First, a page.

HTBLVA Spengergasse Vienna, 2012

Invited competition:
“Metamorphoses of space and time”, 2009–2012
(in collaboration with Arch. Willi Frötscher)
Interior courtyard design for the school HTBLVA für Textilindustrie und EDV
1050 Vienna, Spengergasse 20

Several buildings from different eras (19th, 20th and 21st century) were renovated, converted and built. Architect Otmar Hasler closes the chain of buildings with the glass connecting corridor of the laboratory, thus defining an elongated interior courtyard 125 metres in length. Our artistic design engages with these conditions, sparking off a dialogue with the structures of the architecture, for example the extremely elongated form and distinctive glass corridor. We lend artistic visibility to these architectural structures.

The sand-coloured asphalt floor covering creates a natural atmosphere, similar to that of an open landscape. The ornament (1860) along the glass corridor – applied in black colour to the asphalt flooring – connects the various historical eras of the building and makes reference to the school’s long history, embodying the idea of passing on traditions and knowledge and the intellectual and personal developments to which this may give rise. The ornamental lines begin at the old building with naturalistic motifs, the traditional form. They grow and stretch out over the entire length, finally overlapping, condensing and becoming distorted in the area of the new building. On the one hand, this serves to deconstruct the ornamentation (which is already an abstraction of natural elements), dissolving it into another abstraction. On the other, this metamorphosis alludes in turn to a time line from the past, heading for the future, that enables and encourages renewal.

Mirroring the lattice structure of the glass façade on the opposite side of the courtyard in the form of leafy trellises establishes a dialogue with this structure. The trellises are set apart from the buildings and used to grow wild grape. They form a filter screening off all obscuring structural necessities. A strip overgrown with grasses of varying heights opens up and lends contour to a “green” space towards the buildings. Existing trees were given leafy islands, with new trees also planted in islands with white-flowering grasses. This greenery allows people to observe the changing seasons in the courtyard. As with the ornamental time-trail, the aim with the trellises is once again to lend visibility to historical roots. In front of the oldest part of the school we integrated twelve of the school’s old window gratings into the trellis (upside down and tightly arrayed), thus creating a – metaphorical – cast-iron curtain. Their crafted form also features an abstraction of the plant motifs, with which we want to forge a link to the ornamental time-trail. The reflection of the ornament on the glass front of the façade duplicates the image of the ornament from the ground and the trellis opposite, visually expanding the physical constraints of the courtyard.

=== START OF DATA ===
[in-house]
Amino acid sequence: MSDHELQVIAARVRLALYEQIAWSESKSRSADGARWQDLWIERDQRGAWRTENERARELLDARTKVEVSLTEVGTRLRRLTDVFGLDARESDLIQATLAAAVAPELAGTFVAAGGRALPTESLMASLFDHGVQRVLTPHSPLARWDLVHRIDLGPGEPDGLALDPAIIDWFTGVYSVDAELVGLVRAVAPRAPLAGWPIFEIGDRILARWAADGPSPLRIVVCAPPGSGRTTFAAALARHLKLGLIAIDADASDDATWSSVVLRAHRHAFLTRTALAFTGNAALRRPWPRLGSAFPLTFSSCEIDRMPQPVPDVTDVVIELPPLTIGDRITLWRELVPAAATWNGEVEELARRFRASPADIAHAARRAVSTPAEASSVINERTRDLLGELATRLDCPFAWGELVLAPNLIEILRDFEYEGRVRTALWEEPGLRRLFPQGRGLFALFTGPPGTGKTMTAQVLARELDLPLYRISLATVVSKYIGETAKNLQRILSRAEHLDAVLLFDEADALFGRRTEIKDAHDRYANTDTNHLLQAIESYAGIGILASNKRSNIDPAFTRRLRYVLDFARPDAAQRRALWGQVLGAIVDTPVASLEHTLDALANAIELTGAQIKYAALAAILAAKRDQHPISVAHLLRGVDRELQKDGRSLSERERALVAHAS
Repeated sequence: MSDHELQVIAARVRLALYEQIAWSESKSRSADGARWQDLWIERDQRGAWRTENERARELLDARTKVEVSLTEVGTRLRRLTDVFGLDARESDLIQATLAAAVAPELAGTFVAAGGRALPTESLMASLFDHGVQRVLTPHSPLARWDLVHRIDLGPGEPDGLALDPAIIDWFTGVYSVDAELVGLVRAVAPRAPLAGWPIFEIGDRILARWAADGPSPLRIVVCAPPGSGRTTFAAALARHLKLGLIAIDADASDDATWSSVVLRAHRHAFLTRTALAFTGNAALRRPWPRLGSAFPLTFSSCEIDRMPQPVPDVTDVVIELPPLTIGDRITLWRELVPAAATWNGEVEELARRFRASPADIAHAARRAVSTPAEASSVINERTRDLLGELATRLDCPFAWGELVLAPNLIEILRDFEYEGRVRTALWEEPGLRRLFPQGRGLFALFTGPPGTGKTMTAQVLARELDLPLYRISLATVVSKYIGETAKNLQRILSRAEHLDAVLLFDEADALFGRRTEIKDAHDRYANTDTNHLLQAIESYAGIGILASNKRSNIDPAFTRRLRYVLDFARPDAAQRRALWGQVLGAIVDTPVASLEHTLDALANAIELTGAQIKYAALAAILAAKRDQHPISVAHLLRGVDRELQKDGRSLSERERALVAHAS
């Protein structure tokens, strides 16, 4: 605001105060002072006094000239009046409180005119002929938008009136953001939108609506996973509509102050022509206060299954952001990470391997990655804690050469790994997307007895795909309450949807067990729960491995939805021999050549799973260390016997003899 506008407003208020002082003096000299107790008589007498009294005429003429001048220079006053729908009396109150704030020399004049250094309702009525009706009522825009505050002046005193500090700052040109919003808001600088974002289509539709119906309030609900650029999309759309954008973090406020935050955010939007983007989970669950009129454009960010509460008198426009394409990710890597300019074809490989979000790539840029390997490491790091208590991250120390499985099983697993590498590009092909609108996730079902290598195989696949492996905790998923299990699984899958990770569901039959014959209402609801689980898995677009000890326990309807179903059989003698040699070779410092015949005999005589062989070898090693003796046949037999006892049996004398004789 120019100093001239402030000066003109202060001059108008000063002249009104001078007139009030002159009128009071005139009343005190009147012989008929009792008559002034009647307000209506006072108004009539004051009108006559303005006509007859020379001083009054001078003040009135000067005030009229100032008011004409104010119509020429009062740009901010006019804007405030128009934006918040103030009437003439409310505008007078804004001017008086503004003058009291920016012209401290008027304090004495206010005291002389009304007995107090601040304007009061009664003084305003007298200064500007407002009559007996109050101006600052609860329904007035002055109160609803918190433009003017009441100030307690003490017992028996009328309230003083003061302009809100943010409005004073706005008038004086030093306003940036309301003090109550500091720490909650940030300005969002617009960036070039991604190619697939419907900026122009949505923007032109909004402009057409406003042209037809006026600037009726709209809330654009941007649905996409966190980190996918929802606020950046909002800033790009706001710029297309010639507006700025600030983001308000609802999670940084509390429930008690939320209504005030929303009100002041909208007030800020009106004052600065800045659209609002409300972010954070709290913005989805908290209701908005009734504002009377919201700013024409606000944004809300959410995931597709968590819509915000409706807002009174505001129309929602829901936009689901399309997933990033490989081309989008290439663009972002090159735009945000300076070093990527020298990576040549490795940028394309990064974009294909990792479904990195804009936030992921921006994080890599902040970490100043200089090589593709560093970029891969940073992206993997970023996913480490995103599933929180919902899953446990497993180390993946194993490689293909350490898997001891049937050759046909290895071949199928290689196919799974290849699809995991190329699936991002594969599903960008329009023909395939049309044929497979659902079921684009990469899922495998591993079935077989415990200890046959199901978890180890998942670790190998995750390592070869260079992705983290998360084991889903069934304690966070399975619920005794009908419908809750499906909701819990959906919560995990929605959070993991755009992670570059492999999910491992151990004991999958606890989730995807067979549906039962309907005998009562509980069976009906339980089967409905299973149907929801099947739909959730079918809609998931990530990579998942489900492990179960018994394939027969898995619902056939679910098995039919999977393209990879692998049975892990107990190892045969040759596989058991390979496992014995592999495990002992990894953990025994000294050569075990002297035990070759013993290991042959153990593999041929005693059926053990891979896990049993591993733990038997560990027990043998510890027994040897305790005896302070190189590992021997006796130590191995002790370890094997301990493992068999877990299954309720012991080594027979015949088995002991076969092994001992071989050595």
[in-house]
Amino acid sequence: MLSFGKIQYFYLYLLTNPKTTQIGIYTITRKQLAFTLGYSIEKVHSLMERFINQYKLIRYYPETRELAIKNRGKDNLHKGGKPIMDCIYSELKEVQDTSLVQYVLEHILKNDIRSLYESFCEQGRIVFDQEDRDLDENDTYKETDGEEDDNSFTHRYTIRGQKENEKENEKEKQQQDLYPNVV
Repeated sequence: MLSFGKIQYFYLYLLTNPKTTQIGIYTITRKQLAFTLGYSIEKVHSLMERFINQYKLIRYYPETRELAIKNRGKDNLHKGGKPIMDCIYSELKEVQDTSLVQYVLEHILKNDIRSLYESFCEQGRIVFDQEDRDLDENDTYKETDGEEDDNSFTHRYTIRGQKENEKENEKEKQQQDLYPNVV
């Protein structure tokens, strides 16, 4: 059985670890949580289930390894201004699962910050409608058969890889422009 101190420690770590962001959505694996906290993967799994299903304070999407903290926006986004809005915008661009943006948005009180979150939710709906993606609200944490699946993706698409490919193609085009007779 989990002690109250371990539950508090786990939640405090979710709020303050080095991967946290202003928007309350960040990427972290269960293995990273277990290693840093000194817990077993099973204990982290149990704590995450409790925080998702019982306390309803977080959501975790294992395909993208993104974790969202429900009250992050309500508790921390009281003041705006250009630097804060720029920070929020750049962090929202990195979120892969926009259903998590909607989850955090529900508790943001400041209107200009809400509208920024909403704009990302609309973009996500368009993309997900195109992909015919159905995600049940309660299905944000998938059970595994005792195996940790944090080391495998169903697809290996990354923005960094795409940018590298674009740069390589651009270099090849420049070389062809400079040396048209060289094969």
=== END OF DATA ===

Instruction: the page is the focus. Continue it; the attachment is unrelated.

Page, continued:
Willi Frötscher
Excerpt from opening speech, 2012

Willi Frötscher – born in Innsbruck, Tyrol, in 1962; graduated from the master class for architecture, Prof. Holzbauer, at the Academy of Applied Arts, Vienna (Mag.arch.) in 1986; 1987–89 studied Architecture at UCLA – University of California, Los Angeles (M.arch.); worked at various architectural firms in Vienna; 1994–98 University Assistant at Vienna University of Technology (Prof. Helmut Richter), since 2000 joint office with Christian Lichtenwagner, teaching assignments at Vienna University of Technology.

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